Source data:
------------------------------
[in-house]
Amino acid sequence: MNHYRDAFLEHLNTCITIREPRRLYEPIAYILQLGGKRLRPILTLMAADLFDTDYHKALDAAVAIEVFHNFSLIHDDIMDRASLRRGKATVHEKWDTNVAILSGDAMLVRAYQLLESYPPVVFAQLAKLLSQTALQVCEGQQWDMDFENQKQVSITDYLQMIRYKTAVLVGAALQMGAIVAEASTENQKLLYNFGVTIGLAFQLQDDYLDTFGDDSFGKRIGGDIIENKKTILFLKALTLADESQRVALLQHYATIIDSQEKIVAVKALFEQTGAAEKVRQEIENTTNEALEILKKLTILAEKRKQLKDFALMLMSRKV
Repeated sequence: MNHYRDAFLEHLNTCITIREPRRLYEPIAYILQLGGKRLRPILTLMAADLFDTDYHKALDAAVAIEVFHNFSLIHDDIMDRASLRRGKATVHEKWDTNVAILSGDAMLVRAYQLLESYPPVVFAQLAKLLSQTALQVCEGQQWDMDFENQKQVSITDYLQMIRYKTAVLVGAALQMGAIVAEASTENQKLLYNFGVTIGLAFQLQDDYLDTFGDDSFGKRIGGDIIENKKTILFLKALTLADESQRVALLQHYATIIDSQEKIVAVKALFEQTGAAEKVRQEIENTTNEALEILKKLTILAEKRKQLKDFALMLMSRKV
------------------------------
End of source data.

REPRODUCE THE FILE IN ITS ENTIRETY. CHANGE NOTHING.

[in-house]
Amino acid sequence: MNHYRDAFLEHLNTCITIREPRRLYEPIAYILQLGGKRLRPILTLMAADLFDTDYHKALDAAVAIEVFHNFSLIHDDIMDRASLRRGKATVHEKWDTNVAILSGDAMLVRAYQLLESYPPVVFAQLAKLLSQTALQVCEGQQWDMDFENQKQVSITDYLQMIRYKTAVLVGAALQMGAIVAEASTENQKLLYNFGVTIGLAFQLQDDYLDTFGDDSFGKRIGGDIIENKKTILFLKALTLADESQRVALLQHYATIIDSQEKIVAVKALFEQTGAAEKVRQEIENTTNEALEILKKLTILAEKRKQLKDFALMLMSRKV
Repeated sequence: MNHYRDAFLEHLNTCITIREPRRLYEPIAYILQLGGKRLRPILTLMAADLFDTDYHKALDAAVAIEVFHNFSLIHDDIMDRASLRRGKATVHEKWDTNVAILSGDAMLVRAYQLLESYPPVVFAQLAKLLSQTALQVCEGQQWDMDFENQKQVSITDYLQMIRYKTAVLVGAALQMGAIVAEASTENQKLLYNFGVTIGLAFQLQDDYLDTFGDDSFGKRIGGDIIENKKTILFLKALTLADESQRVALLQHYATIIDSQEKIVAVKALFEQTGAAEKVRQEIENTTNEALEILKKLTILAEKRKQLKDFALMLMSRKV